CEO Jim Whitehurst opens Red Hat Summit 2016


“Our ability to harness and distill the best ideas will determine human progress for the next century.”

Jim Whitehurst, Red Hat’s President and CEO, delivered the opening keynote to a crowd of more than 5,000 Tuesday morning. The 2016 Red Hat Summit theme: The Power of Participation. His message: Participation and innovation are tightly linked. Helping communities innovate beyond the sum of their individual members is the leadership challenge of our time.

Whitehurst’s message expanded on his 2015 Summit keynote in Boston. Last year, he said companies need to transform. “Disrupt or be disrupted.” This year, Whitehurst emphasized that transformation is not just about technology or business. It’s about leadership and working together—participating.

During the 2nd Industrial Revolution, Whitehurst noted, technologies fundamentally changed not only business and economies, but also the human condition. It profoundly changed how and where people lived and worked. It was in this era of mass manufacturing that many of today’s management systems were developed. How do we organize people when productivity is measured by output and scale? We use hierarchy.

Now, all of this is changing. Any task that can be prescribed can be programmed (and automated). What’s left are task that require initiative, creativity, and judgment. All of these require people. Systems designed to organize people to complete rote tasks no longer work. Companies are realizing they can’t innovate fast. The hierarchies of yesterday impede us today. Hierarchies squelch innovation.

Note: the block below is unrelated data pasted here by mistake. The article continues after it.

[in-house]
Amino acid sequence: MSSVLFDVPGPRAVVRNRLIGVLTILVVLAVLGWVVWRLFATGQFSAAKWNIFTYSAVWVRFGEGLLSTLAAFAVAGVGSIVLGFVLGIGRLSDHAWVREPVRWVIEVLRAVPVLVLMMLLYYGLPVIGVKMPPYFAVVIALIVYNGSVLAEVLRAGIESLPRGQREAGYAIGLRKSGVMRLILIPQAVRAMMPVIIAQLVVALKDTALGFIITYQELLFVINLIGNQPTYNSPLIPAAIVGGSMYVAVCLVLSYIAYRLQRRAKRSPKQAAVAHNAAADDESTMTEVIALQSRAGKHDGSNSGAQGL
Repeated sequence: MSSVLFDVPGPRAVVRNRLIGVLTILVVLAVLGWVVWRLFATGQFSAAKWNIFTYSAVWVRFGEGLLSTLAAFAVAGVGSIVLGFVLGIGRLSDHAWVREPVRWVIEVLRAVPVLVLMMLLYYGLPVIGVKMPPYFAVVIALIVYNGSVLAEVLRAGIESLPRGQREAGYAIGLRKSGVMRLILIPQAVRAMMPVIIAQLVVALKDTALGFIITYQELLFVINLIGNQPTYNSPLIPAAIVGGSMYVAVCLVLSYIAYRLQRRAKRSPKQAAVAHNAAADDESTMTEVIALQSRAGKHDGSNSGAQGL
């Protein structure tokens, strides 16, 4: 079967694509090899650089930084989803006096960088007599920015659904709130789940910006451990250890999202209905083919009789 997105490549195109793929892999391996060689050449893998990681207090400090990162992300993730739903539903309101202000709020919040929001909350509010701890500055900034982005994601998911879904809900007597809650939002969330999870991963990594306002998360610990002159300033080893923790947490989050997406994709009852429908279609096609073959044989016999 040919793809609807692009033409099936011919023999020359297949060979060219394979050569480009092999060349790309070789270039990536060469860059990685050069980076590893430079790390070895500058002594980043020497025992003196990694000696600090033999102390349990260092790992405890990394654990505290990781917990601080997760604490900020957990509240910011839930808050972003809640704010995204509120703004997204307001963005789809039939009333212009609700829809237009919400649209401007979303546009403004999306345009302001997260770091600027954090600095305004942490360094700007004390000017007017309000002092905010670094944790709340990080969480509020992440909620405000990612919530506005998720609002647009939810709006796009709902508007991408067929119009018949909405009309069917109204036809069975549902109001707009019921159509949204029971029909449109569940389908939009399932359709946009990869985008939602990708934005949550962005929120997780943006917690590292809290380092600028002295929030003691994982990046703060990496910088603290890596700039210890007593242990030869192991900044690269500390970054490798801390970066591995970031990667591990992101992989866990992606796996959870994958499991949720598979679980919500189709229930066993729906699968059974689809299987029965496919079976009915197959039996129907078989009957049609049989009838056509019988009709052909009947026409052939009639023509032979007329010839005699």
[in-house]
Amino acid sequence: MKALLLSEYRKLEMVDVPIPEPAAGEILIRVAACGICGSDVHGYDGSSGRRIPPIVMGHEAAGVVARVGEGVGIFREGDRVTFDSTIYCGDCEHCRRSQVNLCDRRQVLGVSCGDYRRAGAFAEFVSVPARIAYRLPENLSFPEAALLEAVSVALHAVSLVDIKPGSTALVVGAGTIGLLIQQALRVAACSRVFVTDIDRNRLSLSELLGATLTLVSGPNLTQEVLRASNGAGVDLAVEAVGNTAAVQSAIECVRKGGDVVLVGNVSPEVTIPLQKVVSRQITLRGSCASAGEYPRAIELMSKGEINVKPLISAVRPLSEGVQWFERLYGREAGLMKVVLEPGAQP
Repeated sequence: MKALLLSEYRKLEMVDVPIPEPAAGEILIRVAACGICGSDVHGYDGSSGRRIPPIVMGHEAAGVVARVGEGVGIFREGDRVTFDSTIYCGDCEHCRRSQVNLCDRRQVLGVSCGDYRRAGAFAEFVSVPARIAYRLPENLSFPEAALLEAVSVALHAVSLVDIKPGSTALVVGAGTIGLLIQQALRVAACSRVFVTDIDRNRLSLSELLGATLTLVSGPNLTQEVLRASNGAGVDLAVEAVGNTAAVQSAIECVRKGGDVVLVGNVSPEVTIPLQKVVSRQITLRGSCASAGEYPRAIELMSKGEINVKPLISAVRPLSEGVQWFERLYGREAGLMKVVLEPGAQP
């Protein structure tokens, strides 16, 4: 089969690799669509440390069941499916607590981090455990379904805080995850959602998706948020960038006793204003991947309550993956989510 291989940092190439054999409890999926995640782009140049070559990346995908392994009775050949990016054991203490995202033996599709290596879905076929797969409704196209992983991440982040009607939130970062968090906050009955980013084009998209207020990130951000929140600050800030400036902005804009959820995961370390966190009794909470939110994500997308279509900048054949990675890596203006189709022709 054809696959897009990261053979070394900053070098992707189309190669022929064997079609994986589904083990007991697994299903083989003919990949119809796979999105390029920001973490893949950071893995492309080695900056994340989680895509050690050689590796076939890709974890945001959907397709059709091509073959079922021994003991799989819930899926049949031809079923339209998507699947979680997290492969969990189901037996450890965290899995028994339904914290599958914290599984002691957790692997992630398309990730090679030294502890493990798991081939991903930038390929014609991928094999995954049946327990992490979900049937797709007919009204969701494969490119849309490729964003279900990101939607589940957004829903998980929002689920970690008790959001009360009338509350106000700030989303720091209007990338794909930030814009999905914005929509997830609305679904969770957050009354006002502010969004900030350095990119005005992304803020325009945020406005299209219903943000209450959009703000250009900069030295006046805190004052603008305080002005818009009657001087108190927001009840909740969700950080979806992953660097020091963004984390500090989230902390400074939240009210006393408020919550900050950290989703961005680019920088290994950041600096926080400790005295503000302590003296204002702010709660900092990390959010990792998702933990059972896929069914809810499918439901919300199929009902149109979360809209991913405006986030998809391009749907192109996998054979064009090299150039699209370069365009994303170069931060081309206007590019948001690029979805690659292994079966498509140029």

We’re in the early days of building a system of leadership and management that can harness the best ideas—no matter where they come from. For Whitehurst, sustaining innovation means giving up control. Innovation rarely comes from the board room or the executive suite.


“Building the capability for communities to innovate beyond the sum of their individual members is the leadership challenge of our time.”

Innovation and leadership are about more than individual companies, though. No individual or individual company can do it on their own. Take artificial intelligence or machine learning. Instead of locking down knowledge and working in isolation, many companies realize that working together is the only way to solve complex problems. This principle extends beyond business and technology. From hunger to environmental problems—the biggest challenges of our time require participation.

And Red Hat is all in. Red Hat believes in the value of being a catalyst in communities of customers, contributors, and partners. Exactly how we do this is the leadership and management challenge of our time.

“To solve the most challenging problems of our time, we must work together. Our future depends on participation.”

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